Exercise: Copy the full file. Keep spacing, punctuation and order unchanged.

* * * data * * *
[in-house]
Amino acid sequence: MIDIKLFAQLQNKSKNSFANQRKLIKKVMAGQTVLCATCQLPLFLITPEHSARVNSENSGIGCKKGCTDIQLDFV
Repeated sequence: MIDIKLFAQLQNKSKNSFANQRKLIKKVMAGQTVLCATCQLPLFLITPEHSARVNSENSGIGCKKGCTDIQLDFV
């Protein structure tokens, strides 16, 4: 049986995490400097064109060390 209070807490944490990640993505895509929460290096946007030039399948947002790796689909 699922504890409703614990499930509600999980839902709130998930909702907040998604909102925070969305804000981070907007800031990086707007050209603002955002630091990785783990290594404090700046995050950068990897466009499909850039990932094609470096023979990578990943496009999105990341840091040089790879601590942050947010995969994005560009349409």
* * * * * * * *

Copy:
[in-house]
Amino acid sequence: MIDIKLFAQLQNKSKNSFANQRKLIKKVMAGQTVLCATCQLPLFLITPEHSARVNSENSGIGCKKGCTDIQLDFV
Repeated sequence: MIDIKLFAQLQNKSKNSFANQRKLIKKVMAGQTVLCATCQLPLFLITPEHSARVNSENSGIGCKKGCTDIQLDFV
């Protein structure tokens, strides 16, 4: 049986995490400097064109060390 209070807490944490990640993505895509929460290096946007030039399948947002790796689909 699922504890409703614990499930509600999980839902709130998930909702907040998604909102925070969305804000981070907007800031990086707007050209603002955002630091990785783990290594404090700046995050950068990897466009499909850039990932094609470096023979990578990943496009999105990341840091040089790879601590942050947010995969994005560009349409």